For me, the presence of the actual Church has never been as strong in my life as my own personal faith. I've always been more about individual study, learning on my own, being the one to find answers to my own questions. In finding meaning that is relevant to my own life, thoughts, and emotions, it means more to me and it stays with me.
I feel like I followed the path that was laid out for me. Perhaps my mistake was that my heart was never really in it completely. I feel emotions very intensely, and the way I feel in Church settings is overwhelming to me, which is probably why I've always been about learning on my own terms.
Where I stand on the LDS spectrum, maybe I don't know, but I think we fall where we need to in the scheme of things. I learn a lot from other blogs, whether it's about doctrines or daily life, someone's actions and someone else's response, the feelings someone else has, the thoughts they have, the way they put their phrases together. I think it's good for me to think about things in a different light.
When it comes right down to it, I rely on a faith that is unique to me. I can't keep leaning on the faith of my parents or my bishop or my whoever. No, I'm not active, but I still very much think in LDS terms. I'm finding my own path, and I really feel like it's going to be okay.
We all have to do what we feel is right, because at the end of the day, none of us can live the life of another. We have to work with what was given to us. Some of us have to work through it. Whether it's at church every Sunday or not, we all have a place. Sometimes it's just a matter of finding it.
It keeps me focused on being thankful for little things and big things, for people who are important in my life, and for the way some things become more meaningful with time. So I thought I'd post it, just for fun.
112 Things I'm Grateful For (in no particular order)
4-black ballpoint pens
19-Caedus Kai (my car)
20-US Armed Forces
21-love of reading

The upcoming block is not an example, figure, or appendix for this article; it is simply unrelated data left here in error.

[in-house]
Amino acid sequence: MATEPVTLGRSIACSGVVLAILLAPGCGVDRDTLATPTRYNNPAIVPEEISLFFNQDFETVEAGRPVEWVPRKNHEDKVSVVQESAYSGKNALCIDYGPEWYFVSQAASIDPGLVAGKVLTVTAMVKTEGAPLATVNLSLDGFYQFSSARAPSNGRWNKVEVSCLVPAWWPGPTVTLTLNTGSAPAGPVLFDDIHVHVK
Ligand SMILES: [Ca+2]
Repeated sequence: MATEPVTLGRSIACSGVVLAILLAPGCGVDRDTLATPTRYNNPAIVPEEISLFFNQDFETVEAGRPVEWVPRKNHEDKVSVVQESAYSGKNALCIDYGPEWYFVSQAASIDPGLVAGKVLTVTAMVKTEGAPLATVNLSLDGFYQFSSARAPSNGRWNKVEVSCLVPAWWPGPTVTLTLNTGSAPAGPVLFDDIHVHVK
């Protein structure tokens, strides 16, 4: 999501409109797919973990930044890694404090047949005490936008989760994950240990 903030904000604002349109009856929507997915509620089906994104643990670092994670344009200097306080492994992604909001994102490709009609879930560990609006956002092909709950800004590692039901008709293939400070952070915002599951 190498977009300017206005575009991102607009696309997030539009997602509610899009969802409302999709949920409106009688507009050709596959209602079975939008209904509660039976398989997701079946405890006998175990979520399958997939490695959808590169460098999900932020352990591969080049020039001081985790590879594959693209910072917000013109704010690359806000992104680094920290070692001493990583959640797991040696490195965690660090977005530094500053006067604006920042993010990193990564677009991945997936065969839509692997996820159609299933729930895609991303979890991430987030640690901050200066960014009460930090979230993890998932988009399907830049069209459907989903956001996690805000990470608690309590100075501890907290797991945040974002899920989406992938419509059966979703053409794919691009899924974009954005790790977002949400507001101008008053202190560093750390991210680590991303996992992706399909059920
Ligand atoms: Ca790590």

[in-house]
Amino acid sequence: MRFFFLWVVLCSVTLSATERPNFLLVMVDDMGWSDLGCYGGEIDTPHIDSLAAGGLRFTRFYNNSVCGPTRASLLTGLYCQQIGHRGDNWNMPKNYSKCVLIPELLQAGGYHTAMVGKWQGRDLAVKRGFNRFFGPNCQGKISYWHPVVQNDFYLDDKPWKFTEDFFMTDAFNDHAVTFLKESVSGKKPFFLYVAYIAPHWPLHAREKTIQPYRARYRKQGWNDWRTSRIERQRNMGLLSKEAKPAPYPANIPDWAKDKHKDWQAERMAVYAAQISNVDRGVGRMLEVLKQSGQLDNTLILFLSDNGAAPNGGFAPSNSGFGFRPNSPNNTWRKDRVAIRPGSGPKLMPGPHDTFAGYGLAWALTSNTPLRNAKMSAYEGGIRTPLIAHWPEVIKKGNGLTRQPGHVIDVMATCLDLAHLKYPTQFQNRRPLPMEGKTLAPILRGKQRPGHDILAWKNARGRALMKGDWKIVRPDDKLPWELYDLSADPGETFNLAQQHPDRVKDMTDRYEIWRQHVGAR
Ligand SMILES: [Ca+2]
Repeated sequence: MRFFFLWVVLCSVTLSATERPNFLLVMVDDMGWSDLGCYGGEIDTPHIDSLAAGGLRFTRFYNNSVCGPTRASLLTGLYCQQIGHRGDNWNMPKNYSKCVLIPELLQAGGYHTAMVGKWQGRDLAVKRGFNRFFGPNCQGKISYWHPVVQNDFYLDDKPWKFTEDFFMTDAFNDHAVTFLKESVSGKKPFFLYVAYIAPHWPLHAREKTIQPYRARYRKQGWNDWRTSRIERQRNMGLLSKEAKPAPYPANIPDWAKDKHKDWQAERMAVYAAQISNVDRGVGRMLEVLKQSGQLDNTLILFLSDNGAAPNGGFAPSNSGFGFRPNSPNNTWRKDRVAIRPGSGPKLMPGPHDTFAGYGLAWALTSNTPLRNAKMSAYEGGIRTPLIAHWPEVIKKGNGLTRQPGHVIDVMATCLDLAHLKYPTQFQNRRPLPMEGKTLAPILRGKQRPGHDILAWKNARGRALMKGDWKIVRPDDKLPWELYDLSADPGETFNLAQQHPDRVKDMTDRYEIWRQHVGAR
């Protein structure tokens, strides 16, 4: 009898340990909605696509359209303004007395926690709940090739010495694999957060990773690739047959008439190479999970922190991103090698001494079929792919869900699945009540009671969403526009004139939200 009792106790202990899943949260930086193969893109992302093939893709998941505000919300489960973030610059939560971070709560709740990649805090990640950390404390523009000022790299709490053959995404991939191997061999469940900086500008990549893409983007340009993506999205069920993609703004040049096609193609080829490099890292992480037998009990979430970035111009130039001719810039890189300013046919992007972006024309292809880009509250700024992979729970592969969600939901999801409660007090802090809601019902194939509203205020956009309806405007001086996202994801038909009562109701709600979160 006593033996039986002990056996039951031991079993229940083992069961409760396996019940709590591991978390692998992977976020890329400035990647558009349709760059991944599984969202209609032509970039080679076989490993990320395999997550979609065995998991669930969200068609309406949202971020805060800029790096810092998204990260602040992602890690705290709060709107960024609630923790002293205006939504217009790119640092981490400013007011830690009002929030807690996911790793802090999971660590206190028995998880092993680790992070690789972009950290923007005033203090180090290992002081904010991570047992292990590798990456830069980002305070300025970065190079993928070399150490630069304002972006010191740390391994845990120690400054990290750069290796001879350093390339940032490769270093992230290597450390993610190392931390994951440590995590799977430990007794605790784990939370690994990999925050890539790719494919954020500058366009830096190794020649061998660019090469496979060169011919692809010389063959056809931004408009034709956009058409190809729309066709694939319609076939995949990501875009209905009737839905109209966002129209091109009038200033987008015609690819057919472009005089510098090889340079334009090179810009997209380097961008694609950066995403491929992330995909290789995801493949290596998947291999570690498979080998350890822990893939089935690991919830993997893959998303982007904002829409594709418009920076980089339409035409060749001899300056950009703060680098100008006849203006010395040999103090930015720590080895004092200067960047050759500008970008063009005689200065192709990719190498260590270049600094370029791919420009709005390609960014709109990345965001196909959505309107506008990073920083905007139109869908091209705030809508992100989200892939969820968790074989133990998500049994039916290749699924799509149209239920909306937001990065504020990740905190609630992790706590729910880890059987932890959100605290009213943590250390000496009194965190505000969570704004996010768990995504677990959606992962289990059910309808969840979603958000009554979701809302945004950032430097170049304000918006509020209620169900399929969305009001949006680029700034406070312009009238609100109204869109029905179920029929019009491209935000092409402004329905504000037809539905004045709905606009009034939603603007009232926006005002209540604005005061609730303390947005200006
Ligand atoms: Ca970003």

22-ability to learn
27-root beer float popsicles
29-MoHo blogging community
30-my 30 list
34-sense of responsibility
51-diversity in people
55-support of my friends
56-creativity in myself
57-creativity in others
61-being able to read music
62-having musical ears
63-that I can/will forgive
64-that others have forgiven me
65-everything doesn't taste like oatmeal
66-the Wright Brothers
69-living in a place with four seasons
74-knowing how to type
76-extended blood family
77-extended "family" in the LGBT community
81-I'm learning how to like myself
84-500+ days and counting
85-my baby blanket
92-Arby's French Dip sandwiches
95-living by an Air Force base
100-Christmas is only once a year
101-I didn't have a cell phone in high school
104-walk off home runs
108-I live through key moments (work)
109-being able to tell jets apart
110-my car is automatic
111-junior high and high school are over
112-faith that is unique to me
18 November 2009
When my youngest sister and her husband met my girlfriend last week, my sister invited us to stop by on our way back from Vegas and see their new house. When we arrived, my sister made us dinner and we hung out for about three hours. We got the tour of the house and were just talking, enjoying each other's company. It was such a simple thing but it meant so much to me. My sister very easily could have been like, "nice to meet you, see you around maybe." Instead, she invited us into her home. She took the time to talk to us and spend time with us. I can't describe how monumental that feels to me.